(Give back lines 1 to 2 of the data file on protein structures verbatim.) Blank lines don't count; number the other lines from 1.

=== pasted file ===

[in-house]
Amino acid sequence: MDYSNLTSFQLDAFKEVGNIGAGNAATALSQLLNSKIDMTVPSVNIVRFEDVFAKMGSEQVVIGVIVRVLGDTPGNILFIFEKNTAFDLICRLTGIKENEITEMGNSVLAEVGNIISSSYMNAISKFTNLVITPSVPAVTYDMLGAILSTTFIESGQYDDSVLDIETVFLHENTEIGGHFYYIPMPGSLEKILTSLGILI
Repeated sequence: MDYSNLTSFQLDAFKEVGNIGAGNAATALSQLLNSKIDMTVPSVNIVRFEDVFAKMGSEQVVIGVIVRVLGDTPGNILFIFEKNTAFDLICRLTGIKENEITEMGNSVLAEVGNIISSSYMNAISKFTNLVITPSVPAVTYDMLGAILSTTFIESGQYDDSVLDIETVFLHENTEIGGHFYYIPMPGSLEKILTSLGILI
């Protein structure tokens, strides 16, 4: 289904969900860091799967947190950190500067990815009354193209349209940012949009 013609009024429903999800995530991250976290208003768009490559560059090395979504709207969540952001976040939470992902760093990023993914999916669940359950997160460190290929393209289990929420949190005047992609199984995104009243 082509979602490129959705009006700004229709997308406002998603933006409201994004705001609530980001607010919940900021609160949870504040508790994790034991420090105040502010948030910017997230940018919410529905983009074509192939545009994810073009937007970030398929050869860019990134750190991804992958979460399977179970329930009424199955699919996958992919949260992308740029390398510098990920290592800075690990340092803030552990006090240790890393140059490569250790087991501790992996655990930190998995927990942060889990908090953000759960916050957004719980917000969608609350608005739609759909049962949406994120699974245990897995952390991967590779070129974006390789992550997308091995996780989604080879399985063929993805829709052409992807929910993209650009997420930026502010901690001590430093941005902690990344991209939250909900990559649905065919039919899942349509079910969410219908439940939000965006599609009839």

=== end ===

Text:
[in-house]
Amino acid sequence: MDYSNLTSFQLDAFKEVGNIGAGNAATALSQLLNSKIDMTVPSVNIVRFEDVFAKMGSEQVVIGVIVRVLGDTPGNILFIFEKNTAFDLICRLTGIKENEITEMGNSVLAEVGNIISSSYMNAISKFTNLVITPSVPAVTYDMLGAILSTTFIESGQYDDSVLDIETVFLHENTEIGGHFYYIPMPGSLEKILTSLGILI